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Psychology Day 17.docx

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Wilfrid Laurier University
Lawrence Murphy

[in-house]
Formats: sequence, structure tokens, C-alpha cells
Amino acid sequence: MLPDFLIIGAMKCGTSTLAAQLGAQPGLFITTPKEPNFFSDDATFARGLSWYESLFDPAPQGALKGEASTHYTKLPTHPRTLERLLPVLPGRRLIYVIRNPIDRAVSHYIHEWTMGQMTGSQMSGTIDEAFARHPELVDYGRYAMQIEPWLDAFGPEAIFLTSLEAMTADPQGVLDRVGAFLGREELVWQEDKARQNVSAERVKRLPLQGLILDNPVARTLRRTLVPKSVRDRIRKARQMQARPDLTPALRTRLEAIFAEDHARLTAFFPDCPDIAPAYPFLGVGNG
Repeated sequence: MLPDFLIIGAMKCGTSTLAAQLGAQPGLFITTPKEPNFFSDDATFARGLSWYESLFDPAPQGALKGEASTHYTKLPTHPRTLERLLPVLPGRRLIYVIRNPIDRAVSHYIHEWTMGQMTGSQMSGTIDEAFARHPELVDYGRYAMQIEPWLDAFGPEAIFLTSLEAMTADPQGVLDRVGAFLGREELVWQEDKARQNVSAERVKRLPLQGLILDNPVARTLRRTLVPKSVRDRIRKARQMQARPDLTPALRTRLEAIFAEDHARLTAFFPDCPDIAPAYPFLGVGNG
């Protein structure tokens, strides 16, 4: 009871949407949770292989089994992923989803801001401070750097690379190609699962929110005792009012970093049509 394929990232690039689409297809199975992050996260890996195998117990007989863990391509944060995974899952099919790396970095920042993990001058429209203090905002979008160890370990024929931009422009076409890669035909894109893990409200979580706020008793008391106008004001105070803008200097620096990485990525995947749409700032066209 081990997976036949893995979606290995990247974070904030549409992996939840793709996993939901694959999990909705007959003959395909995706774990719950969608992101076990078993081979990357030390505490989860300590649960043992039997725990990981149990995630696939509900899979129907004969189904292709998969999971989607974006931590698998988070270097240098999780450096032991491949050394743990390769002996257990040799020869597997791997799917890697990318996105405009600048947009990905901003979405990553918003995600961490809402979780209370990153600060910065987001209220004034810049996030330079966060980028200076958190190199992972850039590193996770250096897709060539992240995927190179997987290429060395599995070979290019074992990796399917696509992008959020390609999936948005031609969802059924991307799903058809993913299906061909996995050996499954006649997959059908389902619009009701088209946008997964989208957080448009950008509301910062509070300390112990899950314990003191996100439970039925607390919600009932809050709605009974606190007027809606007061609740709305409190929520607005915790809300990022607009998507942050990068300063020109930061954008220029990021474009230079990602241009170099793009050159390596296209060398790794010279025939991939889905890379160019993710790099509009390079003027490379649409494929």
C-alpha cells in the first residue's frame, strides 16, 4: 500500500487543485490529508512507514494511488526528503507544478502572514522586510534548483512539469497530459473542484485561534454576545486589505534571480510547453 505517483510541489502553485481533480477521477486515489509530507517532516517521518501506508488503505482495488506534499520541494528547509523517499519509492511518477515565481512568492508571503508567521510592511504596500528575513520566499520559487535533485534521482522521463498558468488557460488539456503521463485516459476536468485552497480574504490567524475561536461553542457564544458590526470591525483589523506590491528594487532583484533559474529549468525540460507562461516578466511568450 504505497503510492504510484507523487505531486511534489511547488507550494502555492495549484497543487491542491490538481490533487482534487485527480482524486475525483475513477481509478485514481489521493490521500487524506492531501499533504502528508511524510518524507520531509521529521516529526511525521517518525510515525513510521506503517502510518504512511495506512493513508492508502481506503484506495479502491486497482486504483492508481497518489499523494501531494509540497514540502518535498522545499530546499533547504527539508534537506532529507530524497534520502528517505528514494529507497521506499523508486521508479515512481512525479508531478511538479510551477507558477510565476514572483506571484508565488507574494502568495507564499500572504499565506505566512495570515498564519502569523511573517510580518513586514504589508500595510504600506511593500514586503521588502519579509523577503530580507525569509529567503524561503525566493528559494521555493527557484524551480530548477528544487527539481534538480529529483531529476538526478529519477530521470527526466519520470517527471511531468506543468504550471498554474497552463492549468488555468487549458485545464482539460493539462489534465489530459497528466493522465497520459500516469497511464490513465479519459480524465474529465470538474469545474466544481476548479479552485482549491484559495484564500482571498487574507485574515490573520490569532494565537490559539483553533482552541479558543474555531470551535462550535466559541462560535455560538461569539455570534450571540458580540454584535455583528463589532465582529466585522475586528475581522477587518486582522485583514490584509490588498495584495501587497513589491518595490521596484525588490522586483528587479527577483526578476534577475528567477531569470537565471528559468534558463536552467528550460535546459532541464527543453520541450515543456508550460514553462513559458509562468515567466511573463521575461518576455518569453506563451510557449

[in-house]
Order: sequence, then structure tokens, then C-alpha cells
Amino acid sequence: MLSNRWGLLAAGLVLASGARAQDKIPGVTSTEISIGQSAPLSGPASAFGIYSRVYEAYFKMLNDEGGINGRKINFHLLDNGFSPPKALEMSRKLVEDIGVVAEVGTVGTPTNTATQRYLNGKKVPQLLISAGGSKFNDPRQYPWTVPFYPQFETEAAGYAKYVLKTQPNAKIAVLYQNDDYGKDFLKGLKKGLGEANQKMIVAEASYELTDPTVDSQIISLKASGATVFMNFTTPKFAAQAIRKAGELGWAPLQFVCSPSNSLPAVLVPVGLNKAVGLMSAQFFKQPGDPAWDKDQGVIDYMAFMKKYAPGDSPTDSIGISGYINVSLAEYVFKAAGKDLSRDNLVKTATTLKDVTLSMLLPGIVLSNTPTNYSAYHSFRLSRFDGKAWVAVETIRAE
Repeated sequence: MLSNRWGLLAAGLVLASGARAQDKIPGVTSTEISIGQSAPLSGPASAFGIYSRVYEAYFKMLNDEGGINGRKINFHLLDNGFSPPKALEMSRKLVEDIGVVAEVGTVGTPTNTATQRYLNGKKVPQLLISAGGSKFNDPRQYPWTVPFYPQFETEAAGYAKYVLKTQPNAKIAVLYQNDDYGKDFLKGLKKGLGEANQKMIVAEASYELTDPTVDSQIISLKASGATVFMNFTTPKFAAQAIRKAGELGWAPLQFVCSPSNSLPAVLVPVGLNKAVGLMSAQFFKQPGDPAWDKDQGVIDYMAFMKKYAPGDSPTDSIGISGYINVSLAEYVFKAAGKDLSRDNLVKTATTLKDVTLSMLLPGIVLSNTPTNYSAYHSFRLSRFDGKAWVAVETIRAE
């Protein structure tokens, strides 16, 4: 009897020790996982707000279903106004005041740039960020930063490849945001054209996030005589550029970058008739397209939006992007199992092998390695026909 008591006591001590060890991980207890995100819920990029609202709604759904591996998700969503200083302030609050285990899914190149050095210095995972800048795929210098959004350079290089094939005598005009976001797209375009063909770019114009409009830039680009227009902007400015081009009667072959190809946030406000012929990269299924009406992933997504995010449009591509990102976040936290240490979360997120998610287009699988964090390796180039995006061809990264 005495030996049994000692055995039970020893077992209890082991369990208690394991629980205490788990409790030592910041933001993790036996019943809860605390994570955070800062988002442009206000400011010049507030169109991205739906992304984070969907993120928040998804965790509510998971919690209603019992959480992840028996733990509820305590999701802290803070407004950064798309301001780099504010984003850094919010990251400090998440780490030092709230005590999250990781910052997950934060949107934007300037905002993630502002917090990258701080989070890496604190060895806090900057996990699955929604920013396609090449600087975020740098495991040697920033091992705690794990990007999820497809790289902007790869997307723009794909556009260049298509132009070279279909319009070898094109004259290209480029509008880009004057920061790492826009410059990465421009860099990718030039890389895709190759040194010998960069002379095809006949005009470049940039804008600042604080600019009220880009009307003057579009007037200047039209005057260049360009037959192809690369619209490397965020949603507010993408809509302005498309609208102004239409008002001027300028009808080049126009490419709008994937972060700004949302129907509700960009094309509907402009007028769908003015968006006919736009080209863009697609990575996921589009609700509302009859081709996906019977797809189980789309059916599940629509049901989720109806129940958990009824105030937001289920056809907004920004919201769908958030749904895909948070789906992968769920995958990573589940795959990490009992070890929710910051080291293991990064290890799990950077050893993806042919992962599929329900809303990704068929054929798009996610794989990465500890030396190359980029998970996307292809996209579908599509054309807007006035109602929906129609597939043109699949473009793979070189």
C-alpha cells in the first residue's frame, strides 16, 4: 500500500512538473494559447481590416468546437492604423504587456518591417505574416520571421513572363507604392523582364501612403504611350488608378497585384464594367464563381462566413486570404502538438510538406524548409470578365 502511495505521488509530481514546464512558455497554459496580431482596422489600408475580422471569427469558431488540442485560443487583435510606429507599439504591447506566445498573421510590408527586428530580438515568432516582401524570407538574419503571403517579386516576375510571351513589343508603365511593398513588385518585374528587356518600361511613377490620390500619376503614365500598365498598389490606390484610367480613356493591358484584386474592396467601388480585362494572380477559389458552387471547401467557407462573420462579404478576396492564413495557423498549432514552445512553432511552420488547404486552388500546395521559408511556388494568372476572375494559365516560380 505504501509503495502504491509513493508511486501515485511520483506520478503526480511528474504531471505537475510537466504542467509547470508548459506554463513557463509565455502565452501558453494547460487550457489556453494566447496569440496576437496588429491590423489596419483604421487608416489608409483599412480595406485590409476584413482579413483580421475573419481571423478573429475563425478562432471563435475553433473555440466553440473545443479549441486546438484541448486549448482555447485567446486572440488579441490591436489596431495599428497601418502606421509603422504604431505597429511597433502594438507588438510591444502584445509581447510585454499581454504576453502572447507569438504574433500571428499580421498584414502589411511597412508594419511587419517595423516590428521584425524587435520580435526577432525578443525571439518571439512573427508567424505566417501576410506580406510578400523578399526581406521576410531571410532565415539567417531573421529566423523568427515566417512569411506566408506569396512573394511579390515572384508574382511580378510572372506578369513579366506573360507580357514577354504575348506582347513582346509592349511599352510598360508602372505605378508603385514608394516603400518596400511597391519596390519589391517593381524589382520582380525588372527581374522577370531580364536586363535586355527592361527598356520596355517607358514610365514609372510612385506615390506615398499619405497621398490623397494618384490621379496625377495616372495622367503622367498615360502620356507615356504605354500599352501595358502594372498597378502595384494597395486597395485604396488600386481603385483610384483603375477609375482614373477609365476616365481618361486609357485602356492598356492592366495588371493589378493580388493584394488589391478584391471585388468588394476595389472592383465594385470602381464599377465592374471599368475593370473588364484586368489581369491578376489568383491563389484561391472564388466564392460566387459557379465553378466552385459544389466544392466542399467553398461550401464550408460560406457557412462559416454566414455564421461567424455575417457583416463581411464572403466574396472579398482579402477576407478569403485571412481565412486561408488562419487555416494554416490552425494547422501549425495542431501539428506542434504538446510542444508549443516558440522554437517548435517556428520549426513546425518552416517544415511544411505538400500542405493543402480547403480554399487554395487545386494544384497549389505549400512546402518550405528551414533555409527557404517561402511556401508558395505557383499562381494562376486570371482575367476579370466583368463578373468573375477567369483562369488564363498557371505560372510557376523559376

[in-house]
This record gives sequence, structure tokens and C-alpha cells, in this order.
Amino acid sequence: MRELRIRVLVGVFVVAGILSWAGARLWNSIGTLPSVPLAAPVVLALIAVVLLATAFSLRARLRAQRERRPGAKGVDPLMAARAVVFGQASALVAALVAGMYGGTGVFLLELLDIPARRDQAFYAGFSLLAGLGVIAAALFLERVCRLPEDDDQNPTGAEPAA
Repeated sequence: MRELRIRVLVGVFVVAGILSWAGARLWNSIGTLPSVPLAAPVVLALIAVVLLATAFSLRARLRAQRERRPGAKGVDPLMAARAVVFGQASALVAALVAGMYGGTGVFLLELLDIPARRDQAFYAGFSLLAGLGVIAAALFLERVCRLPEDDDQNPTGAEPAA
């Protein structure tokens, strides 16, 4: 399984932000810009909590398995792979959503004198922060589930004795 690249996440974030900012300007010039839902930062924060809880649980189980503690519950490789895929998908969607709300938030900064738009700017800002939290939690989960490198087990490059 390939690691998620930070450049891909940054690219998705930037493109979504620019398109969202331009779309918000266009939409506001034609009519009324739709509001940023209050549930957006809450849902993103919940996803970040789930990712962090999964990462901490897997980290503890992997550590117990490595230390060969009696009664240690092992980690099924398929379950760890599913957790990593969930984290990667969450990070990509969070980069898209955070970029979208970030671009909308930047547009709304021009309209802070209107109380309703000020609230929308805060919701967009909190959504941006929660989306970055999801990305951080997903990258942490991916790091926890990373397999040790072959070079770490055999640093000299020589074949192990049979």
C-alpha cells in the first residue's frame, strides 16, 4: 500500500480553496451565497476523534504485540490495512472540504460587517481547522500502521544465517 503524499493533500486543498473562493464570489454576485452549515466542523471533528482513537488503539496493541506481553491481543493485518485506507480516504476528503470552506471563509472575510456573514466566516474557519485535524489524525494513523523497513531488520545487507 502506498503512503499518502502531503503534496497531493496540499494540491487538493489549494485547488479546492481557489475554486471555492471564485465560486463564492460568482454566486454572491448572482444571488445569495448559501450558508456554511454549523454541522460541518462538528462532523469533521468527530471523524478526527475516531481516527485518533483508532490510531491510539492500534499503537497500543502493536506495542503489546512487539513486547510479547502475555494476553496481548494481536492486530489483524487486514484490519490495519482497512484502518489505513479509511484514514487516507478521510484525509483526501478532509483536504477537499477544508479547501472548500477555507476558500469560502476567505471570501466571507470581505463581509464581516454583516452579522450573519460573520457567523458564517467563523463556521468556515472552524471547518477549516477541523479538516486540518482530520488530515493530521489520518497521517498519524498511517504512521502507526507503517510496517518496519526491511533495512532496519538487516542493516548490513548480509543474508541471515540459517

Psychology Day 17 Lecture: Monday, November 19 Chapter 15  Defining mental disorder o Mental disorder  Any behaviour or emotional state that causes an individual great suffering; is self destructive and seriously impairs the person’s ability to work and get along with others  Marriage, job, children issues  Alcoholism is a mental disorder  Depression  Drapetomia- the racist disorder from the mid 1800’s that was designed to explain slave running away  Homosexuality also used to be considered a mental disorder because they fit the criteria  Social and cultural beliefs and attitudes allow them to be classified as a mental disorder  Mental health is determined by society o Mental disorders are not the same as insanity  Insanity is a legal term that determines if a person can control their behaviour and whether they know right from wrong, unaware of the consequences of their actions  Dilemmas of Definition o Varying definitions of mental disorders:  Mental disorder as a violation of cultural standards  Transvestites  Mental disorders as emotional distress  Resulting from recent tragedy  Mental disorder as behaviour that is self-destructive or harmful to others  Scarring, tattooing, piercing, cutting your self could all be considered disorders in certain areas at certain times  Could also be if you refuse to o In Canada mental disorders are the leading cause of disability in those aged 15-44 o Disorders typically classified using the Diagnostic and Statistical Manual of Mental Disorders (DSM)  Primary goal of DSM is to be descriptive and to provide clear diagnostic categories  Describes symptoms of major disorders such as ADHD  DSM categories o Five dimensions (axes) clients are evaluated on  Axis I: primary clinical problem  Depression etc.  Axis II: personality factors or disorders  Axis III: general medical conditions  Medication, recent medical trauma, accidents  Axis IV: social and environmental stressors  Family life, poverty, new citizens who have recently emigrated,  Axis V: global assessment of functioning (GAF)  Assesses the effectiveness of treatment by scoring from 0-100 before and after treatment  Increasing number of DSM disorders o Supporters will argue that precision in differentiating disorders is important o Critics point to economic reasons, diagnoses are needed for insurance reasons so therapists can get paid  Problems with DSM o Important to be aware od limitations of DSM  The danger of over diagnosis  ADHD is being diagnosed through the roof when sometimes the symptoms are just young boy behaviour  Power of a diagnostic label  Labelled as a schizophrenic can stick with you for life, can impact future life  Can and has been used against people o Diagnosis locates the problem inside the person, we see natives as addictive and suicidal so we do not look at the reasons we just see them as having something wrong with them as a group o Takes attention off of social/political issues  The confusion of serious mental disorders with normal problems  Shyness, may be included in next DSM because there are drugs to cure it even though it is not really a mental disorder  The illusion of objectivity and universality (drapetomia, reflect cultural and social prejudices)  No actual evidence it is society’s view  In 50 years our grand kids will think we were retarded for believing this shit  What we believe is right and wrong changes with societal values  Advantages of the DSM o Defenders agree that boundaries between “normal problems” and “mental disorders” are fuzzy and difficult to determine  How do you know where normal problems end and mental disorders begin  Aims to help determine these boundaries using cultural and societal opinion o When DSM is used correctly, in conjunction with valid objective tests, improves reliability of diagnosis  Culture and Mental Illness o Illnesses limited to certain areas or people o Known as culture-bound syndromes disorders that are specific to a particular culture and context o Included in DSM  Example: ghost sickness- preoccupation with death and the dead, bad dreams, fainting o Comparing mental and emotional symptoms allows researchers to distinguish between universal disorders and culture-bound syndromes  Dilemmas of measurement o Diagnosis usually made by combination of clinical interview and psychological tests  Projective tests- tests used to infer a person’s motives, conflicts, and unconscious dynamics on the basis of the person’s interpretations of ambiguous stimuli  Objective tests- standardized objective tests requiring written responses; typically include scales that people rate themselves on  Gives you a score to compare against norms  Depression test o Projective Tests  Ink blot test  Often used to determine relationships and at one point sexual orientation  Not reliable, people would give completely different answers a second time around  Not valid- didn’t measure what they were meant to  Were used inappropriately o Objective Tests  MMPI- Minnesota Multiphasic Personality Inventory  10 clinical scales for problems such as depression, paranoia, schizophrenia  4 validity scales to indicate whether respondent is defensive and/or lying  Has been revised but some cultural differences in scores of certain subscales o Cultural differences may result in different answers  Anxiety disorders o Anxiety  A general state of apprehension and/or psychological tension  Can be adaptive as they energize us to cope with danger  Can be positive people with moderate anxiety tend to do much better than people with no anxiety or too much on tests  Certain amount of anxiety is good o Anxiety disorders  When fear and anxiety become detached from actual danger  Chronic anxiety, panic attacks, phobias, OCD  Generalized Anxiety Disorder  A continuous state of anxiety marked by feelings of worry and dread, apprehension, difficulties in concentrations, and signs of motor tension  Symptoms experienced in situations that are perceived as uncontrollable or challenging  No specific anxiety-producing event o Not related to exam or everyday life o Minor incidents  People develop habits that foster their worry o OCD have ritualistic habits  Posttraumatic Stress Disorder (PTSD)  Person who has experienced a traumatic or life-threatening event has symptoms such as psychic numbing, reliving trauma and increased physiological arousal o Common in soldiers o Often “check the perimeter” so partner will find them walking around at night locking all the doors o Are put into an attack mode when loud noises are around o Recently the “People Trying to Screw the Department” as it has been coined has resulted in people not getting help and staying in positions of authority and eventually killing someone or having a violent outburst because they are humiliated to get help  Not all people who experience trauma get PTSD o May involve genetic predisposition, history of prior physiological problems, poor emotional adjustment  Panic Disorders  An anxiety disorder in which a person experiences recurring panic attacks, feelings of impending doom or death, accompanied by physiological symptoms such as rapid breathing and dizziness o People feel like their ding or having a heart attack  How one interprets their body’s reactions can ha